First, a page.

Dr. Doom

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snaggletooth's picture
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Who the hell is this whacko?
http://www.cnbc.com/id/27171452

GWB43's picture
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snaggletooth wrote:Who the hell is this whacko?
http://www.cnbc.com/id/27171452
Who knows...an' why should ya care what he thinks what 'chew thinking man?

snaggletooth's picture
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GWB43 wrote: snaggletooth wrote:
Who the hell is this whacko?
http://www.cnbc.com/id/27171452
Who knows...an' why should ya care what he thinks what 'chew thinking man?
 
He scares people.
 
So does this biotch: http://www.cnbc.com/id/27184545

Provocative Put's picture
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Joined: 2008-10-14

Do you favor the idea that your clients do not hear all points of view"

buyandhold's picture
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Joined: 2008-09-23

I believe him. I don't think the financial and government elites have yet addressed what happened here, let alone come up with a solution.

Provocative Put's picture
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A couple of years ago there was a guy named Put Trader who posted on this forum.  He warned that the market could go down and virtually all of the "advisors" on the forum whined that he was hurting their feelings, making them sad.
 
One, a baby broker at a bank, declared that Put Trader didn't know what he was talking about because the stock market always goes up because earnings always go up.
 
Put Trader also suggested that clients paying 1% of AUM was acceptable to them when the 1% tended to reduce the client's annual return from, say, 15% to 14%--but that they would not be as willing to allow their return to go from negative 20% to negative 21%.
 
Again the "advisors" all whined about how that made them feel sad.  That they were "professionals" and that paying them 1% of a portfolio's value was acceptable because they send their clients a birthday card and invite them to a BBQ on the office parking lot.

bspears's picture
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Joined: 2006-11-08

Welcome back Put!!  It was getting very boring around here.  I would like to hear what's in your personal playbook right now.

walking9's picture
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Joined: 2008-09-30

Hah, these are "provocative" old remnants floated by a compulsive and passive aggressive personality-disordered advisor wannabe. Real advisors know their own value and won't take that bait.
After meeting with and talking to all of their clients, good advisors will sharpen their professional skills (knowledge) or take up raquetball, thus meeting new potential clients (who desperately want the benefit of our perspective and experience)in tough times like these.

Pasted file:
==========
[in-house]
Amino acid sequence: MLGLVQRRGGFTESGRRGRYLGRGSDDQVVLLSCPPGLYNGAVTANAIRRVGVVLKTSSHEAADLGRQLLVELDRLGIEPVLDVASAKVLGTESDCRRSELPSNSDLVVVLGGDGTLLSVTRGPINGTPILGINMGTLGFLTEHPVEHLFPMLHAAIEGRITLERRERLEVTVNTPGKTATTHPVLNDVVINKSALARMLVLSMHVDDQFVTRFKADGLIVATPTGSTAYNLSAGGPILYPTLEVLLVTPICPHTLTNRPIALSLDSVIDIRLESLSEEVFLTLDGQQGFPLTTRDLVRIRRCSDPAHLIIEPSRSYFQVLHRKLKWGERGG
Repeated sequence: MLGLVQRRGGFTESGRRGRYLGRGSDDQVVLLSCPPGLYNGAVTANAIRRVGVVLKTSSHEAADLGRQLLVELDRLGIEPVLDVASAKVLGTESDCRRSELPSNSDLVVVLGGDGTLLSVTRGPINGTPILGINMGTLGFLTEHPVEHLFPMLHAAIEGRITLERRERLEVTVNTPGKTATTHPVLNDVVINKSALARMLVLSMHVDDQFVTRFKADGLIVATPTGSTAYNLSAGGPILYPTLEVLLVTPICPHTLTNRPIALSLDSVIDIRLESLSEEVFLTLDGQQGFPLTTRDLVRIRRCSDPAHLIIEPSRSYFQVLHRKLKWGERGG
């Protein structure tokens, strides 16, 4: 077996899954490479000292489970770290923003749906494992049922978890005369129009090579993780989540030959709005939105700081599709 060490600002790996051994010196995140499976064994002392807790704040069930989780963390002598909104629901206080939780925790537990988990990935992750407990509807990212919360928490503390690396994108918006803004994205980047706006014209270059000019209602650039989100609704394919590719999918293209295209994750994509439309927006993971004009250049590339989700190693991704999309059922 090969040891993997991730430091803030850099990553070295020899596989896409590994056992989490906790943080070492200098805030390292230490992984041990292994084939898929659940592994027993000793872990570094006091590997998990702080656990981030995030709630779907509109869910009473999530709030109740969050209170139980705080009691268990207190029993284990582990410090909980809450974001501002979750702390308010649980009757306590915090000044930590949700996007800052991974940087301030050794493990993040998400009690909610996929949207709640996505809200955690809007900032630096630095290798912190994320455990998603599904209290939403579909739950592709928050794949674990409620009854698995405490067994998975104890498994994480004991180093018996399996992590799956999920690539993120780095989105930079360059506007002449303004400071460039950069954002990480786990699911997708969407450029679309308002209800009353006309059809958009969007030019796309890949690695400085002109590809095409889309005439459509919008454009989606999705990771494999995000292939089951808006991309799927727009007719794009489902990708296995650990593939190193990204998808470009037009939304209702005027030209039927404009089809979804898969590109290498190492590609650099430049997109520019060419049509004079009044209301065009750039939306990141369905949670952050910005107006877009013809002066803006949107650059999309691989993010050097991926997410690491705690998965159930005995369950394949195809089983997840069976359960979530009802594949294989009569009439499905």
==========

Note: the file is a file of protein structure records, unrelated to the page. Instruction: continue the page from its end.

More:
Stand back and watch, Spears, your "Put" has no genuine ideas for the times, only deconstructive agitation during the storm.

anabuhabkuss's picture
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Joined: 2005-05-02

Put,Regardless what the market is doing, a loser is still a loser.

exEJIR's picture
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Joined: 2005-05-12

Putsey,
 
I've been wondering where you have been. 
 

Provocative Put's picture
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Here's something you could do to add some ooomph to a portfolio.
 
Buy Fluor for 37 and write a Nov 40 straddle for 11.
 
If the stock rises to 40 next month kiss it goodbye.  You'll have made 14 points on an investment of 26 points in a month.  That's better than 50% in a month.
 
If the stock is below 40 next month you can either allow stock to be put to you, or roll the position to December for a small credit--buying more time for it to rebound.
 
There is a bottom in here somewhere.
 
A similar trade is possible in Apple--I'm long the stock and short the Nov 120 straddle.
 
Ditto for Research in Motion--go long the stock and short the November 65 straddle.

walking9's picture
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Joined: 2008-09-30

You have to learn about puts and straddles to pass the series 7. Being able to master the basics is why they say, "the series 7 is basically an intelligence test to screen out the dummies."
Not using them takes real intelligence.
 
I don't think you're gonna learn how to BS here, consider moving along now.
 
For some real excitement, research the economic term,  " law of diminishing returns."

Provocative Put's picture
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Let me see if I have this right.  If FLR moves from 37 to 40 my strategy earns a 13 point gain and, according to the "advisor" calling himself "walking9," I'm not intelligent if I do it?
Yeah, that 50% in a month is something nobody would want.  My bad.

walking9's picture
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Uh huh.

Provocative Put's picture
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I guess buying GE at 19.50 and writing a Dec 20 straddle for $4.40 would be insane.  The return would only be about $5 on $15--33% in two months.
 
Maybe there's an ex date in there to help bump 33% in two months up to something like negative 25% that walking9 has been getting the suckers who think he's an "advisor."